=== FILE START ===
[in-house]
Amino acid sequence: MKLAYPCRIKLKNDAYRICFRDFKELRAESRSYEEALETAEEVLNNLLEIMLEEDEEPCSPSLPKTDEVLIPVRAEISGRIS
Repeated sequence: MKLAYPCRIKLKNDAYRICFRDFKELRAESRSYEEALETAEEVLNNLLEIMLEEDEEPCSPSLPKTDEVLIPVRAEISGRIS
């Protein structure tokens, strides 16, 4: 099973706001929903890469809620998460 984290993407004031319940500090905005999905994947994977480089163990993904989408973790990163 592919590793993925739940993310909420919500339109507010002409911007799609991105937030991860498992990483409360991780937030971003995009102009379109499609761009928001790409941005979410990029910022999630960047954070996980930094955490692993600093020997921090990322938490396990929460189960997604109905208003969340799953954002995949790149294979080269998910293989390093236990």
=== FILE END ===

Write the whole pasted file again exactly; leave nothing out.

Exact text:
[in-house]
Amino acid sequence: MKLAYPCRIKLKNDAYRICFRDFKELRAESRSYEEALETAEEVLNNLLEIMLEEDEEPCSPSLPKTDEVLIPVRAEISGRIS
Repeated sequence: MKLAYPCRIKLKNDAYRICFRDFKELRAESRSYEEALETAEEVLNNLLEIMLEEDEEPCSPSLPKTDEVLIPVRAEISGRIS
């Protein structure tokens, strides 16, 4: 099973706001929903890469809620998460 984290993407004031319940500090905005999905994947994977480089163990993904989408973790990163 592919590793993925739940993310909420919500339109507010002409911007799609991105937030991860498992990483409360991780937030971003995009102009379109499609761009928001790409941005979410990029910022999630960047954070996980930094955490692993600093020997921090990322938490396990929460189960997604109905208003969340799953954002995949790149294979080269998910293989390093236990």